Picks and Pans Review: Ethan Frome
updated 03/15/1993 AT 01:00 AM EST
•originally published 03/15/1993 AT 01:00 AM EST
There's never been so much snow in one single movie. We're talking big fluffy piles of it stretching out as far as the screen extends, crunching like Cracker Jacks when people walk on it and sticking wetly to cheeks and hair. This is great-looking and sounding snow, but a whole lotta snow does not a movie make. And snow is about all Ethan Frome has going for it.
The rest of the movie, a well-intentioned adaptation of Edith Wharton's powerful novella about a 19th-century New England farmer's affair with a serving girl hired to help his invalid wife, just melts away in the tedium brought on by its let's-underline-all-the-symbolism script.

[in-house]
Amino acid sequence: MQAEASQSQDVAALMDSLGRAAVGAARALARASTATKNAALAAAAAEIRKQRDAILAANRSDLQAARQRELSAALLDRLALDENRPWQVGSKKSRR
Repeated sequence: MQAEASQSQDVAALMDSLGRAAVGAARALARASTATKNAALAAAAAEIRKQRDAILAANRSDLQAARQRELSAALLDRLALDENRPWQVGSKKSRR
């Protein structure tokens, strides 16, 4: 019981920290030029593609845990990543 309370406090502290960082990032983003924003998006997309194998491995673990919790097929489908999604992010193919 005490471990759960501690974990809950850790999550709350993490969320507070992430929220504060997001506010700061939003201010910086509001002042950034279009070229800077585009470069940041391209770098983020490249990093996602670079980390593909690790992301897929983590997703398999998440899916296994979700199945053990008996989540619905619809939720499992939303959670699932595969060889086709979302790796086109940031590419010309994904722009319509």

Neeson, the thinking woman's hunk from Husbands and Wives and Leap of Faith, does his best to suggest the farmer's sudden grasp for happiness, but he can't overcome British director John Madden's sluggish pacing. And who told him to limp like that? In the opening and closing scones of the movie, Neeson seems to be dragging an anvil with his bad leg. As for Arquette (younger sister of Rosanna), she gets better as the movie goes along, but seems more the bovine dolt than the pitiable innocent. Allen, playing the invalid wife, comes off best, ably conveying the character's hypochondria and dashed dreams. (PG)